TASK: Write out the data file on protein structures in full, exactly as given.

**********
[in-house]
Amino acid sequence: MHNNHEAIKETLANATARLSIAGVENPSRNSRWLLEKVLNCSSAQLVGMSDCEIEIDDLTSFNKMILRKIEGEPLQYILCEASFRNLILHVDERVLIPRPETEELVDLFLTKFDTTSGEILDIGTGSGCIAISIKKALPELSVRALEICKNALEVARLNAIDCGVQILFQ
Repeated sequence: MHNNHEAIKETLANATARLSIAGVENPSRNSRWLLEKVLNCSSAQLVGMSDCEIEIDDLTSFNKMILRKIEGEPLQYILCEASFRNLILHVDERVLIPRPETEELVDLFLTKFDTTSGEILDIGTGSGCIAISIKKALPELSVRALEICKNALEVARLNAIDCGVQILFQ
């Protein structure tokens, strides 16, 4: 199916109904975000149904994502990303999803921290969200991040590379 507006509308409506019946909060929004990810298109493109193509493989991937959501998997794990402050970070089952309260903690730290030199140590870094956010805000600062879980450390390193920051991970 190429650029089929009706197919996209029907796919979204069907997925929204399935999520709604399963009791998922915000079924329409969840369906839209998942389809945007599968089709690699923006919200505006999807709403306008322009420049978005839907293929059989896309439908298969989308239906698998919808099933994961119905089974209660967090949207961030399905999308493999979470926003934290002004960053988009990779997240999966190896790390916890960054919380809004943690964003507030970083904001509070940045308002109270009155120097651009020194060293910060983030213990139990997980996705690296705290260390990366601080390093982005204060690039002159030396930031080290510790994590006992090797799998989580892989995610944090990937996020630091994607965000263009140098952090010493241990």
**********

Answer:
[in-house]
Amino acid sequence: MHNNHEAIKETLANATARLSIAGVENPSRNSRWLLEKVLNCSSAQLVGMSDCEIEIDDLTSFNKMILRKIEGEPLQYILCEASFRNLILHVDERVLIPRPETEELVDLFLTKFDTTSGEILDIGTGSGCIAISIKKALPELSVRALEICKNALEVARLNAIDCGVQILFQ
Repeated sequence: MHNNHEAIKETLANATARLSIAGVENPSRNSRWLLEKVLNCSSAQLVGMSDCEIEIDDLTSFNKMILRKIEGEPLQYILCEASFRNLILHVDERVLIPRPETEELVDLFLTKFDTTSGEILDIGTGSGCIAISIKKALPELSVRALEICKNALEVARLNAIDCGVQILFQ
């Protein structure tokens, strides 16, 4: 199916109904975000149904994502990303999803921290969200991040590379 507006509308409506019946909060929004990810298109493109193509493989991937959501998997794990402050970070089952309260903690730290030199140590870094956010805000600062879980450390390193920051991970 190429650029089929009706197919996209029907796919979204069907997925929204399935999520709604399963009791998922915000079924329409969840369906839209998942389809945007599968089709690699923006919200505006999807709403306008322009420049978005839907293929059989896309439908298969989308239906698998919808099933994961119905089974209660967090949207961030399905999308493999979470926003934290002004960053988009990779997240999966190896790390916890960054919380809004943690964003507030970083904001509070940045308002109270009155120097651009020194060293910060983030213990139990997980996705690296705290260390990366601080390093982005204060690039002159030396930031080290510790994590006992090797799998989580892989995610944090990937996020630091994607965000263009140098952090010493241990």